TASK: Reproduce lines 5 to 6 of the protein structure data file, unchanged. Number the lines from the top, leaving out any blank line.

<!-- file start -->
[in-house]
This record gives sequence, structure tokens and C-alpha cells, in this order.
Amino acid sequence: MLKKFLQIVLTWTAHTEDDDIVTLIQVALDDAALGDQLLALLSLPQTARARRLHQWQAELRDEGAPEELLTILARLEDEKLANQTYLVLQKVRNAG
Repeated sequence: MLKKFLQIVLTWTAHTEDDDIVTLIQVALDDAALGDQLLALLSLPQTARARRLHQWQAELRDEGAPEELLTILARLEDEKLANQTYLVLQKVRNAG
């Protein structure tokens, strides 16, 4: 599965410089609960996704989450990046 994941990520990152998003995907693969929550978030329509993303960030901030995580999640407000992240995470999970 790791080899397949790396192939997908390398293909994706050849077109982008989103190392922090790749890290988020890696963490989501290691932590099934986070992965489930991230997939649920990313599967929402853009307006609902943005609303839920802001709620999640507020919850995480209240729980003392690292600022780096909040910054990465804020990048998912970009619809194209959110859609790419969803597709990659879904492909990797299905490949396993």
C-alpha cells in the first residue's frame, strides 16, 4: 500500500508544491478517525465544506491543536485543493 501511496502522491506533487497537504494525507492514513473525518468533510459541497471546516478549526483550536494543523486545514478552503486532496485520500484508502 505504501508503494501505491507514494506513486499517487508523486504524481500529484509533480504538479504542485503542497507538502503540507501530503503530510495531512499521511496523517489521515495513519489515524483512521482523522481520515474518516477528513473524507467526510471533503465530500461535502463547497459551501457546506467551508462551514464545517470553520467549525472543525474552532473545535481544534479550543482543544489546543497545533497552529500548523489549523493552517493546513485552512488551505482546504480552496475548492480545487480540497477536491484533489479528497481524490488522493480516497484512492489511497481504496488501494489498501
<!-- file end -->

């Protein structure tokens, strides 16, 4: 599965410089609960996704989450990046 994941990520990152998003995907693969929550978030329509993303960030901030995580999640407000992240995470999970 790791080899397949790396192939997908390398293909994706050849077109982008989103190392922090790749890290988020890696963490989501290691932590099934986070992965489930991230997939649920990313599967929402853009307006609902943005609303839920802001709620999640507020919850995480209240729980003392690292600022780096909040910054990465804020990048998912970009619809194209959110859609790419969803597709990659879904492909990797299905490949396993």
C-alpha cells in the first residue's frame, strides 16, 4: 500500500508544491478517525465544506491543536485543493 501511496502522491506533487497537504494525507492514513473525518468533510459541497471546516478549526483550536494543523486545514478552503486532496485520500484508502 505504501508503494501505491507514494506513486499517487508523486504524481500529484509533480504538479504542485503542497507538502503540507501530503503530510495531512499521511496523517489521515495513519489515524483512521482523522481520515474518516477528513473524507467526510471533503465530500461535502463547497459551501457546506467551508462551514464545517470553520467549525472543525474552532473545535481544534479550543482543544489546543497545533497552529500548523489549523493552517493546513485552512488551505482546504480552496475548492480545487480540497477536491484533489479528497481524490488522493480516497484512492489511497481504496488501494489498501